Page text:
Goldson, S.L., et al. (2015) New Zealand pest management: current and future challenges. Journal of the Royal Society of New Zealand, 45, 31-58. doi: 10.1080/03036758.2014.1000343

Myers, J.H., Simberloff, D., Kuris, A.M. & Carey, J.R. (2000) Eradication revisited: dealing with exotic species. Trends in Ecology and Evolution, 15, 316-320.

Ruscoe, W.A. et al. (2011) Unexpected consequences of control: competitive vs. predator release in a four-species assemblage of invasive mammals. Ecology Letters, 14, 1035-1042. doi: 10.1111/j.1461-0248.2011.01673.x

Russell, J.C. & Broome, K.G. (2016) Fifty years of rodent eradications in New Zealand: another decade of advances. New Zealand Journal of Ecology, 40, 197-204. doi: 10.20417/nzjecol.40.22.

Tompkins, D.M. & Veltman, C.J. (2006) Unexpected consequences of vertebrate pest control: predictions from a four-species community model. Ecological Applications, 16, 1050-1061. doi: 10.1890/1051-0761(2006)016[1050:UCOVPC]2.0.CO;2

 

University Conundrums

Universities in Canada and the United States and probably in Australia as well are bedeviled by not knowing what they should be doing. In general, they all want to be ‘excellent’ but this is largely an advertising gimmick unless one wishes to be more specific about excellent in what? Excellent in French literature? Probably not. Excellent in the engineering that facilitates the military-industrial complex? Probably yes, but with little thought of the consequences for universities or for Planet Earth (Smart 2016). Excellence in medicine? Certainly, yes. But much of the advertisement about excellence is self aggrandisement, and one can only hope that underneath the adverts there is some good planning and thinking of what a university should be (Lanahan et al. 2016).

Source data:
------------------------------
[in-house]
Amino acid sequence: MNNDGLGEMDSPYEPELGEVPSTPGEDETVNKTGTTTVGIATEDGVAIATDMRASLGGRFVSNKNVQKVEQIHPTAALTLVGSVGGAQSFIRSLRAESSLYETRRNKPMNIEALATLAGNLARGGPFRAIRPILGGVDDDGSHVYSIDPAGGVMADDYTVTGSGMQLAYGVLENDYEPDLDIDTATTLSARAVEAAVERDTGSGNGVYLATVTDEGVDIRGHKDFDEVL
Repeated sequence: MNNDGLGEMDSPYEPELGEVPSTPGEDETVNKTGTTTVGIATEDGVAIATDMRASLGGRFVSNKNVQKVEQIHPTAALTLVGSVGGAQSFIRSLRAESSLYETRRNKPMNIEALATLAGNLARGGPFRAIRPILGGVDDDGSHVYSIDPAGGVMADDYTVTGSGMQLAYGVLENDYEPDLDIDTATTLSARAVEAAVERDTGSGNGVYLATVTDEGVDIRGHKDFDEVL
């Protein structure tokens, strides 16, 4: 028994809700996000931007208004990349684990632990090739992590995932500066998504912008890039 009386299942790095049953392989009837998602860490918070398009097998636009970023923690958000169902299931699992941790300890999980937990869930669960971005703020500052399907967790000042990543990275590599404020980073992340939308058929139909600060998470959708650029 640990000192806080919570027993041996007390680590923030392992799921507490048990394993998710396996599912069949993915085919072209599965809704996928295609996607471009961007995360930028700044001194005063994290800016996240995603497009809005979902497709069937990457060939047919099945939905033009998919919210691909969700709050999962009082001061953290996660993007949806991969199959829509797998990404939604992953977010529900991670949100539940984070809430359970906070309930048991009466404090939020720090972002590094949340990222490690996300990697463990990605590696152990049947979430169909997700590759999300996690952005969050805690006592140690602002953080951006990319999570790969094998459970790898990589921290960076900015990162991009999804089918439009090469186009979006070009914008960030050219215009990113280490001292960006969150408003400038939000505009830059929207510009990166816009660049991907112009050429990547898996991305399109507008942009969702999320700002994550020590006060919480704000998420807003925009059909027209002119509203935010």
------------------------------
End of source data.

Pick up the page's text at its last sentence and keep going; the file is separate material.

There are serious problems in the world today and the question is what should the universities be doing about these long-term, difficult problems. There are two polar views on this question. At one extreme, universities can say it is our mandate to educate students and not our mandate to solve environmental or social problems. At the other extreme, universities can devote their resources to solving problems, and thereby educate students in problem analysis and problem solving. But these universities will not be very popular since for any serious issue like climate change, many voters are at odds over what can and should be done, Governments do not like universities that produce scholarship that challenges their policies. So we must always remember the golden rule – “she that has the gold, makes the rules”.